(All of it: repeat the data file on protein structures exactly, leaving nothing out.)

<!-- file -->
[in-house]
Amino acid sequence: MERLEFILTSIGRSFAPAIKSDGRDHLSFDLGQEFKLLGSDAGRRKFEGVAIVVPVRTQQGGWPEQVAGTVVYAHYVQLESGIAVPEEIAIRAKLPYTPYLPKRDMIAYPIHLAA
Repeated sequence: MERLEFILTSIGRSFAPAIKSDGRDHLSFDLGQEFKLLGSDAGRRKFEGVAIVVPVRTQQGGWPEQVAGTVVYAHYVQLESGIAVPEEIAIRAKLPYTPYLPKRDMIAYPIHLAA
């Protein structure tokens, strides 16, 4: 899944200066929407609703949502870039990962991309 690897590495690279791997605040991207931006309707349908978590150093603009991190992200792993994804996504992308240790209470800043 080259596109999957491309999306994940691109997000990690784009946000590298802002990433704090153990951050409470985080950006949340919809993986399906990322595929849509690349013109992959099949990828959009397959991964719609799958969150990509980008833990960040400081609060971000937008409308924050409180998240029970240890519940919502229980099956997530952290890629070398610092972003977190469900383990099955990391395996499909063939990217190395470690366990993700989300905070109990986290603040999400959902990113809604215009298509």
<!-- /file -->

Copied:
[in-house]
Amino acid sequence: MERLEFILTSIGRSFAPAIKSDGRDHLSFDLGQEFKLLGSDAGRRKFEGVAIVVPVRTQQGGWPEQVAGTVVYAHYVQLESGIAVPEEIAIRAKLPYTPYLPKRDMIAYPIHLAA
Repeated sequence: MERLEFILTSIGRSFAPAIKSDGRDHLSFDLGQEFKLLGSDAGRRKFEGVAIVVPVRTQQGGWPEQVAGTVVYAHYVQLESGIAVPEEIAIRAKLPYTPYLPKRDMIAYPIHLAA
């Protein structure tokens, strides 16, 4: 899944200066929407609703949502870039990962991309 690897590495690279791997605040991207931006309707349908978590150093603009991190992200792993994804996504992308240790209470800043 080259596109999957491309999306994940691109997000990690784009946000590298802002990433704090153990951050409470985080950006949340919809993986399906990322595929849509690349013109992959099949990828959009397959991964719609799958969150990509980008833990960040400081609060971000937008409308924050409180998240029970240890519940919502229980099956997530952290890629070398610092972003977190469900383990099955990391395996499909063939990217190395470690366990993700989300905070109990986290603040999400959902990113809604215009298509």